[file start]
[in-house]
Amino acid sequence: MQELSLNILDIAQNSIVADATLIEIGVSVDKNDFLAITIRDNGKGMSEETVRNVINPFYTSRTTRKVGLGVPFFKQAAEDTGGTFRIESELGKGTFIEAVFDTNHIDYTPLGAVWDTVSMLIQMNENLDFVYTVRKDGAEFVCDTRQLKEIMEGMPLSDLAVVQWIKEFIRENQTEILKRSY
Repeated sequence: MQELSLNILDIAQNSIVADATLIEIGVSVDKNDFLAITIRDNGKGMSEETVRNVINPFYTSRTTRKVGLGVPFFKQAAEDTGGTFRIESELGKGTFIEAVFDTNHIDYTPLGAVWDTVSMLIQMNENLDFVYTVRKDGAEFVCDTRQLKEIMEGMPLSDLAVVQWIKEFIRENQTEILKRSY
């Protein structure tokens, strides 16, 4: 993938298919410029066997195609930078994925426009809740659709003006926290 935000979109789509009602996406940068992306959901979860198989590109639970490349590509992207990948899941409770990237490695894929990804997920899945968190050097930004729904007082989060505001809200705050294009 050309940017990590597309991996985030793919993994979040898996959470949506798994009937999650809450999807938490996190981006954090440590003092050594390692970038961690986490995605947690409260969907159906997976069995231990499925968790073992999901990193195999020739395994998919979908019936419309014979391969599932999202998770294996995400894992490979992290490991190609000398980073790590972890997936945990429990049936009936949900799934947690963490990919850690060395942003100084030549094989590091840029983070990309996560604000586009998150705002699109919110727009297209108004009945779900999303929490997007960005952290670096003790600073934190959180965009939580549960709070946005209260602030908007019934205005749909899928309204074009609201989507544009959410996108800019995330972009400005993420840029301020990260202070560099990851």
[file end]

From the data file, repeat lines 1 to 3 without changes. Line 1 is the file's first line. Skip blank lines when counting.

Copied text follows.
[in-house]
Amino acid sequence: MQELSLNILDIAQNSIVADATLIEIGVSVDKNDFLAITIRDNGKGMSEETVRNVINPFYTSRTTRKVGLGVPFFKQAAEDTGGTFRIESELGKGTFIEAVFDTNHIDYTPLGAVWDTVSMLIQMNENLDFVYTVRKDGAEFVCDTRQLKEIMEGMPLSDLAVVQWIKEFIRENQTEILKRSY
Repeated sequence: MQELSLNILDIAQNSIVADATLIEIGVSVDKNDFLAITIRDNGKGMSEETVRNVINPFYTSRTTRKVGLGVPFFKQAAEDTGGTFRIESELGKGTFIEAVFDTNHIDYTPLGAVWDTVSMLIQMNENLDFVYTVRKDGAEFVCDTRQLKEIMEGMPLSDLAVVQWIKEFIRENQTEILKRSY